"Be strong and courageous. Do not be afraid or terrified because of them, for the LORD your God goes with you; he will never leave you nor forsake you.” (Deuteronomy 31:6)

Introduction:

My photo
Current: Danbury, CT, United States
Welcome! A few years ago, I discovered an application that artists employ in their works to bring cultural awareness to their audiences. Having discerned this semiotic theory that applies to literature, music, art, film, and the media, I have devoted the blog, "Theory of Iconic Realism" to explore this theory. The link to the publisher of my book is below. If you or your university would like a copy of this book for your library or if you would like to review it for a scholarly journal, please contact the Edwin Mellen Press at the link listed below. Looking forward to hearing from you!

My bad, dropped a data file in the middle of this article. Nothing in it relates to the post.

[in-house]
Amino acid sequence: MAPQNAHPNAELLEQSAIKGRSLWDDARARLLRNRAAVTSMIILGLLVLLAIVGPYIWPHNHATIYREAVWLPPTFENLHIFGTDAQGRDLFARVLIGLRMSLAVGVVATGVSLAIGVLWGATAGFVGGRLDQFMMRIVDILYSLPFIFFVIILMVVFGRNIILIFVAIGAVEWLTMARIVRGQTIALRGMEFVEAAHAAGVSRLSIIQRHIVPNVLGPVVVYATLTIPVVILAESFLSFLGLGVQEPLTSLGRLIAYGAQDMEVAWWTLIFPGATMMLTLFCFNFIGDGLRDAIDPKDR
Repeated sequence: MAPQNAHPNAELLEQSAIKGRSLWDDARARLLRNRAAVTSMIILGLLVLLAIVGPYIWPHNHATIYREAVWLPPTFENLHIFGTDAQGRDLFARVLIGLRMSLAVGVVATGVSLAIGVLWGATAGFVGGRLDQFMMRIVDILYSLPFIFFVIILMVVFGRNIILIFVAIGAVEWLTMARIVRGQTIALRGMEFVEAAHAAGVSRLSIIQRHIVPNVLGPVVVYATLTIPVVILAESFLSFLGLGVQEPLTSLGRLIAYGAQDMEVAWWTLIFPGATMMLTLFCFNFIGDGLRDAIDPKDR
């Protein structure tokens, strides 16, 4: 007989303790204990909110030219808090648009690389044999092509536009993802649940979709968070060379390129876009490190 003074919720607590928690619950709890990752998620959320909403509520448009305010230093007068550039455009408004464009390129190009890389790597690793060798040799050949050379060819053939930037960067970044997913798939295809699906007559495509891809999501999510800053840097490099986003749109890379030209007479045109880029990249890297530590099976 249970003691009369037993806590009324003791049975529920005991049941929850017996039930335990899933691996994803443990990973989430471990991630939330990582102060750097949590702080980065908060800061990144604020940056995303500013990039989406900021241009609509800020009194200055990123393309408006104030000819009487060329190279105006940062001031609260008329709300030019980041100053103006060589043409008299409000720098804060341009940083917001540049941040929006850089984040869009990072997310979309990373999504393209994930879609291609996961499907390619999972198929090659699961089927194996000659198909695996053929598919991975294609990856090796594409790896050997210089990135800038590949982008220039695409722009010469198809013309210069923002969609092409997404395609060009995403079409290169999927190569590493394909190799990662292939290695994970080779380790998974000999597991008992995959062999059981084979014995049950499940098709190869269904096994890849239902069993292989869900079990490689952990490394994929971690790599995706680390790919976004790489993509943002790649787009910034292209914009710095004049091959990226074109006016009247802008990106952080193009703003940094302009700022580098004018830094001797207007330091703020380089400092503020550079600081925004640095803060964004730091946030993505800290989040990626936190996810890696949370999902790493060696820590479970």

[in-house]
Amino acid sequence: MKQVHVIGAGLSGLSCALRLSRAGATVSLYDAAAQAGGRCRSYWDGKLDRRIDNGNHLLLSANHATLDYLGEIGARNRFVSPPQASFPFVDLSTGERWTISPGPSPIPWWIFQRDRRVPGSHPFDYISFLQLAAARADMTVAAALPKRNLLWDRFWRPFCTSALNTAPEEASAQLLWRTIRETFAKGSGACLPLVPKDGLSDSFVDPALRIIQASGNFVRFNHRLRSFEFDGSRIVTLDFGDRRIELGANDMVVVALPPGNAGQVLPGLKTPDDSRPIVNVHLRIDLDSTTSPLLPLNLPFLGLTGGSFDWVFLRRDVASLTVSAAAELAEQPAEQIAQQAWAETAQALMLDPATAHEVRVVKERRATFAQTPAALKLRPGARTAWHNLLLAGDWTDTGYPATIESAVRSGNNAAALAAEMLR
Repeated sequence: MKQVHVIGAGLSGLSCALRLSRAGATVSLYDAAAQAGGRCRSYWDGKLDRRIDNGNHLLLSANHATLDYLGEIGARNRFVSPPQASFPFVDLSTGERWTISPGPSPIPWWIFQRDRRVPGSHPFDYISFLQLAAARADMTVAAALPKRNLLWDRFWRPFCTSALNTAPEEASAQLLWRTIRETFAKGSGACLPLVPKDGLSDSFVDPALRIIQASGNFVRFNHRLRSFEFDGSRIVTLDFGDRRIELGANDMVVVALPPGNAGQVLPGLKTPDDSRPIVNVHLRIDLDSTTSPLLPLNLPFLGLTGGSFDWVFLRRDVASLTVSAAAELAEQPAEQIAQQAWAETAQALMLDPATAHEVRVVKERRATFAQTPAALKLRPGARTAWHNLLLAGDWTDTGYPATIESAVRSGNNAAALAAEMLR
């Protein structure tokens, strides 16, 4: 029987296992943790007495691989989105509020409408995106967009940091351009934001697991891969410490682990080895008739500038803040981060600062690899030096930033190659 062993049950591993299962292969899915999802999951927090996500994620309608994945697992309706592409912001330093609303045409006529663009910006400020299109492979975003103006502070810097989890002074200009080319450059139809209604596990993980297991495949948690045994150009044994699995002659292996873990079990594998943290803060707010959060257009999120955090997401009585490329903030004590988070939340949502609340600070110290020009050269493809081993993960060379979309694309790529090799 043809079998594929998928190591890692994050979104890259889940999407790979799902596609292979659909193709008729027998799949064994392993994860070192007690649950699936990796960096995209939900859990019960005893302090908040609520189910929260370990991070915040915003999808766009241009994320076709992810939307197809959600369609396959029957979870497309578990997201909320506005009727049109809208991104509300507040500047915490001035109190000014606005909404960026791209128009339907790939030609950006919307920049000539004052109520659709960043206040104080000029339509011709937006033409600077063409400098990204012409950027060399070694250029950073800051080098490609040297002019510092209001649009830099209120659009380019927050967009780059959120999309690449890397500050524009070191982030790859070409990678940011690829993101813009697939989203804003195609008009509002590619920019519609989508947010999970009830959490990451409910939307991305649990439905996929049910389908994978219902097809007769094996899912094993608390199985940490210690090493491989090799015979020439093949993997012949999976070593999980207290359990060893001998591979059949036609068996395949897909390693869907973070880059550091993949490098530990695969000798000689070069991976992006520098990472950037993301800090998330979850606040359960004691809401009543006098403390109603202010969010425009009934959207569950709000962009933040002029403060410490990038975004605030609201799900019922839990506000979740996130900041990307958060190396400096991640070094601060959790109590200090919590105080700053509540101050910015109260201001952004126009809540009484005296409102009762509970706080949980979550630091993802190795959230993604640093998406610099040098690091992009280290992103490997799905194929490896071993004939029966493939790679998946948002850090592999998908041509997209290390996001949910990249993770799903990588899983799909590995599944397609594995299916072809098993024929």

Announcements

I will present or have presented research on Sydney Owenson (Lady Morgan) at the following location(s):

March, 2021: Lenoir-Rhyne University, Hickory, North Carolina: "Sydney Owenson (Lady Morgan): A Nineteenth Century Advocate for Positive Change through Creative Vision"

October, 2019: Elms College, Chicopee, Massachusetts: "A Declaration of Independence: Dissolving Sociolinguistic Borders in the Literature of Sydney Owenson (Lady Morgan)"

13 July, 2021

Blindness


 Below is a poem I wrote a few years ago. I took the photograph whilst driving south of Dublin, lost and 'blind' to the correct pathway to a professional conference at I.A.D.T. in Dun Laoghaire. Thanks to a few gentlemen at Dunphey's Pub and their fine directions with a hand-drawn map, I was able to make it to the afternoon panels. Having learned my lesson, the following day, I took the bus.